The object is not a stamp seal in the sense that it was itself stamped rather than being manufactured as a stamp. Its shape is reminiscent of a lotus flower, an impression further reinforced by additional decoration using incised lines that include: an incised pair of horizontal parallel lines, a third parallel line beneath them at the point where the object tapers, and vertical asymmetric lines below the former. The base is oval without a frame. Given that the object was stamped, its use as a stamp would have produced a negative impression, which is unusual. When worn as a pendant, the motif however would not have been visible, which favours a functional use as a sealing device.

The best, near identical morphological parallel for the hull is a Cypro-Archaic pictorial representation from Cyprus (C4). The Akko altar graffiti likewise provide a good parallel (L6), although in their case the sharply incurving stempost does not rise upwards. The identification of the ship as Phoenician in origin by Brandl and Yahalom-Mack is correct (Brandl and Yahalom-Mack 2022: 246). Although the above mentioned parallels point to the Cypro-Phoenician sphere more broadly, the choice of medium is decidedly in favour of a specifically Phoenician identification. Based on a growing number of finds, seals have emerged as one of the preferred mediums for the Levant, in particular for the Late Bronze and Early Iron Age periods. The pendant’s Egyptianizing character provides further support to this argument.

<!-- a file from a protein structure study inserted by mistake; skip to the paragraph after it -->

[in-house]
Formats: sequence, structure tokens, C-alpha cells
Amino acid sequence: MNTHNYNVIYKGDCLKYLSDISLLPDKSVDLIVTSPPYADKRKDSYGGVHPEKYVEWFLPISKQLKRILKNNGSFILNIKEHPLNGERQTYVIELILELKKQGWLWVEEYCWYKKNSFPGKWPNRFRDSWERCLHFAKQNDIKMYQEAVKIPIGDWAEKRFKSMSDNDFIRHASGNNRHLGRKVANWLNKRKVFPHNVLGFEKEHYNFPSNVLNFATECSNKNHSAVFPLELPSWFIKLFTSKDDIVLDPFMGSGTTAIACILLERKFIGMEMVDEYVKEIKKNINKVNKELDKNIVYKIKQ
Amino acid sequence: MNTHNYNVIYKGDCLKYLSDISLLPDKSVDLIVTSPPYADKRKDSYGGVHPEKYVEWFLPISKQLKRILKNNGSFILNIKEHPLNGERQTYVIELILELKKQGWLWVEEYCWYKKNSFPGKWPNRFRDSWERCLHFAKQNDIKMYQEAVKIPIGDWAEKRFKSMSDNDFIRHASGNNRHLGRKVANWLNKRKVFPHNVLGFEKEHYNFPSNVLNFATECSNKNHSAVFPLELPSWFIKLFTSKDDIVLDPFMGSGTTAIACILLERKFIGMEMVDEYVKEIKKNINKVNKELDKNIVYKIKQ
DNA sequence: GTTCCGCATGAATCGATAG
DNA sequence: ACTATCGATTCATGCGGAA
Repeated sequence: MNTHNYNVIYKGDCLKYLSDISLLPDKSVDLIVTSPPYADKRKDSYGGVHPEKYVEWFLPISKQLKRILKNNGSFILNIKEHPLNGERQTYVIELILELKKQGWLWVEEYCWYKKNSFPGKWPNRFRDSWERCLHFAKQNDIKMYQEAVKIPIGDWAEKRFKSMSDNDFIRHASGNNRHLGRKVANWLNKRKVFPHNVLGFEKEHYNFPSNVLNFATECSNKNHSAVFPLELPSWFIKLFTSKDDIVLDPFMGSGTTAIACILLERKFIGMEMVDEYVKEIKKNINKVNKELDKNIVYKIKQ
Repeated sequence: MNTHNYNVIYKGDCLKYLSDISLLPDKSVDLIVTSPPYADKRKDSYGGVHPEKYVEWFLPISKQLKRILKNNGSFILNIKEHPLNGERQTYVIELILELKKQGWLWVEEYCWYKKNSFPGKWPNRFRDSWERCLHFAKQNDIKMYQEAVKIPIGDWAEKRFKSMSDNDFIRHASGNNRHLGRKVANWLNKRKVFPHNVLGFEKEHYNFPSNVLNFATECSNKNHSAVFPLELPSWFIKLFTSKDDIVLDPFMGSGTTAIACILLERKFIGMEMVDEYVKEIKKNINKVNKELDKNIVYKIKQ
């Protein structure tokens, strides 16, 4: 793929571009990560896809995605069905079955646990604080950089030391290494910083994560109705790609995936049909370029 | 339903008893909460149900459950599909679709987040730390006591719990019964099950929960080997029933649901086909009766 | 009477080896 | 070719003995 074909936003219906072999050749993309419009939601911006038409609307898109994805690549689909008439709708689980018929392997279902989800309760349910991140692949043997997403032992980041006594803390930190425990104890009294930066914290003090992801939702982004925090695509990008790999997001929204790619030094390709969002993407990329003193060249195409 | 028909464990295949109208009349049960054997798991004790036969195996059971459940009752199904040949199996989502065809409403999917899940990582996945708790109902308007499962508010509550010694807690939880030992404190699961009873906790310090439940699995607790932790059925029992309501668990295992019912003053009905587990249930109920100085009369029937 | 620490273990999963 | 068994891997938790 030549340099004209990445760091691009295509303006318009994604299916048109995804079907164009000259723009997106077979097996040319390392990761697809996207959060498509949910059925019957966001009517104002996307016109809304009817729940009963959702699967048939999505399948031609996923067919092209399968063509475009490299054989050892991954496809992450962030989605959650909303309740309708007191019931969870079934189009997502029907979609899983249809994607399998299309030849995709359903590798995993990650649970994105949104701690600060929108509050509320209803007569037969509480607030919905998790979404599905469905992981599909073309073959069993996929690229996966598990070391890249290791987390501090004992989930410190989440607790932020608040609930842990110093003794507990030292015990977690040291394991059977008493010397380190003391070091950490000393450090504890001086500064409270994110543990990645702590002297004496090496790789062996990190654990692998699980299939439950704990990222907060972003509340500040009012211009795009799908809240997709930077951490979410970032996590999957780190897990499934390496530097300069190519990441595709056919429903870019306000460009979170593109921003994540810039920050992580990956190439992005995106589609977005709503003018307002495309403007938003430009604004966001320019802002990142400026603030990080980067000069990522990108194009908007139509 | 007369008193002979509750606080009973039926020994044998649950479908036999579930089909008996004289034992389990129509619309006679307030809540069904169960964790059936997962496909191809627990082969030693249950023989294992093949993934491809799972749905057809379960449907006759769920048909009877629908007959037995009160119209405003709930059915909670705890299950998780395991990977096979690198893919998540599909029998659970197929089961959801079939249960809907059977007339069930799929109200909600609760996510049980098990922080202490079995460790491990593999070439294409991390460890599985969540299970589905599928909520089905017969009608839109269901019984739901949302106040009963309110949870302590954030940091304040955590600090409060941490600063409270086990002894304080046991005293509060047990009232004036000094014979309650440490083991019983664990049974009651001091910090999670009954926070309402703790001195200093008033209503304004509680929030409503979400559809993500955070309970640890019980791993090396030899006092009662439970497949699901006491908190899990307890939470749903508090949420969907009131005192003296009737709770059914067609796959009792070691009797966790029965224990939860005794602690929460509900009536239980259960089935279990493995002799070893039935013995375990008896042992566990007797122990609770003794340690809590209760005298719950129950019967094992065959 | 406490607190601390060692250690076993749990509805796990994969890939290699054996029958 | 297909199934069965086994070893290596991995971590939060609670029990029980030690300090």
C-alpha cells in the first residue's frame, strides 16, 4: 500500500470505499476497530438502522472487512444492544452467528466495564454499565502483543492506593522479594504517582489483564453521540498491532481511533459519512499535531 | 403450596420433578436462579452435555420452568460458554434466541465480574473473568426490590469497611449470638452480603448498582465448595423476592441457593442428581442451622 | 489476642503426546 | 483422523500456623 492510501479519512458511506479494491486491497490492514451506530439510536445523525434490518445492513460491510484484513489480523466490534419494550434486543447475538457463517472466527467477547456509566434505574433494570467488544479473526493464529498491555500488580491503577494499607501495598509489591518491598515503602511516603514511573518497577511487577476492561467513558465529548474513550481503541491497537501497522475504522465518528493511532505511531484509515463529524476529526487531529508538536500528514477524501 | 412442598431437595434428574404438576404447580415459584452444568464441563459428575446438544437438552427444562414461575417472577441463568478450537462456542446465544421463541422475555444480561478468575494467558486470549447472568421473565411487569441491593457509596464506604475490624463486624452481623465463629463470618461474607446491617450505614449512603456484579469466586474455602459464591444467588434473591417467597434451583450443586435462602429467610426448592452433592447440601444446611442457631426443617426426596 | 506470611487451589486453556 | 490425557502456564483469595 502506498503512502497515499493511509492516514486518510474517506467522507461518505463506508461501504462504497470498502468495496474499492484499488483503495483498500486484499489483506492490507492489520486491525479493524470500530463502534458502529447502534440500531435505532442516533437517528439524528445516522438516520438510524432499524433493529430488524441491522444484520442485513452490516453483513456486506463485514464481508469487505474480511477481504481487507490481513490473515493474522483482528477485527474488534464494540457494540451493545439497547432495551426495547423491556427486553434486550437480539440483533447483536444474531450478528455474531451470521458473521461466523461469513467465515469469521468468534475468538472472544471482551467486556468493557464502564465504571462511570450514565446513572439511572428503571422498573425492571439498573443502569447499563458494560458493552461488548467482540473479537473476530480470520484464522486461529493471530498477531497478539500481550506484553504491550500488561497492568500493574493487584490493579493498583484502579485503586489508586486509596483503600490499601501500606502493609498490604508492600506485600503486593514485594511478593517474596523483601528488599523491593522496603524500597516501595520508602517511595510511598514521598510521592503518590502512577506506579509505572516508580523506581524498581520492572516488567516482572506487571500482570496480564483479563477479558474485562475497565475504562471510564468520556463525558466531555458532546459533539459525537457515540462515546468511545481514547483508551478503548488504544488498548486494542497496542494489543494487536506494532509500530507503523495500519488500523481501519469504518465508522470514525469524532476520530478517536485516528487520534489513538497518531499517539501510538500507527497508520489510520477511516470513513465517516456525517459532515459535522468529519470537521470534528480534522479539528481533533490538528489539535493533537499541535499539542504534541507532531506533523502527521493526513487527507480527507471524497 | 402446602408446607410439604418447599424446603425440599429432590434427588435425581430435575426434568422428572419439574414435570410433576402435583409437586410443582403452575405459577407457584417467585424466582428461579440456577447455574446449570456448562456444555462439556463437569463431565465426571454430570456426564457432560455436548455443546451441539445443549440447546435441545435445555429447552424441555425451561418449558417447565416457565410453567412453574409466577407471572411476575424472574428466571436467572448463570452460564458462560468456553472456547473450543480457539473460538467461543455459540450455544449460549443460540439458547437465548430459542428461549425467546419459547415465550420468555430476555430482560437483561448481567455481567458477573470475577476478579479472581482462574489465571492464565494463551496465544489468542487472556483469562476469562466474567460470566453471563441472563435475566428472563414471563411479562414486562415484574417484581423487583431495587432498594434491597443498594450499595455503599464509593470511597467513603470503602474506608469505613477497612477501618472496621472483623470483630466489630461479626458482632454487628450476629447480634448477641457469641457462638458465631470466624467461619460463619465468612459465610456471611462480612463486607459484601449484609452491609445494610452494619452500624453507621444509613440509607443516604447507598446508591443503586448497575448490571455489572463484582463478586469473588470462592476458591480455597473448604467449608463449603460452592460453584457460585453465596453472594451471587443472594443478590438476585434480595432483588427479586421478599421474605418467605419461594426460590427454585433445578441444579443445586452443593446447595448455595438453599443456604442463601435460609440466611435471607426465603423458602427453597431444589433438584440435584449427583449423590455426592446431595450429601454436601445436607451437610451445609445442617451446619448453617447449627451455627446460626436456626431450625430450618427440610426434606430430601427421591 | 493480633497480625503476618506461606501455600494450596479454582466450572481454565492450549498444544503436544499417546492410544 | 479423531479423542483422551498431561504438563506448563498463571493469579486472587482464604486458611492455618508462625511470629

The original publication has misread the stem for the stern. Their reading of the “three vertical poles” above the hull as a railing is also unlikely (ibid: 244). When reading the image correctly from the impression and not the sealing device itself, these become inversed and are in fact only two poles, which are roughly centered midway on the hull. This placement and the fact there are only two of them suggests they should be read as support for the mast step system. This interpretation is further strengthened by the longer pole above which is most likely the mast. Although it is not perfectly centered, giving some leeway for artistic clumsiness, it was obviously meant to be “framed” by the two shorter poles. A square mast step system is attested from the Tell Tweini seal (L20), providing a parallel from the region on the same medium. Lastly, the interpretation of the sternpost (in actuality the stem) as having a “roof shelter” should also be rejected (ibid: 245-246).

Brandl, B. and Yahalom-Mack, N. 2022. “A Clay Pendant with an Impression of a Phoenician Seagoing Ship from Tel Abel Beth Maacah,” in Davidovich, U. Yahalom-Mack, N. and Matskevich, S. (eds.). Material, Method, and Meaning: Papers in Eastern Mediterranean Archaeology in Honor of Ilan Sharon. Tubingen, pp. 241–252.

Yahalom-Mack, N., N. Panitz-Cohen, C. A. Rollston, A. Cohen-Weinberger, and R. A. Mullins. The Iron Age IIA ‘Benyaw Inscription’ on a Jar from Tel Abel Beth Maacah,” Palestine Exploration Quarterly: 1-23.

Yahalom-Mack, N., Panitz-Cohen, N., and Mullins R. A. 2018. ‘From a Fortified Canaanite City State to a “City and a Mother” in Israel: Five Seasons of Excavation at Tel Abel Beth Maacah’, NEA 81, 145–56.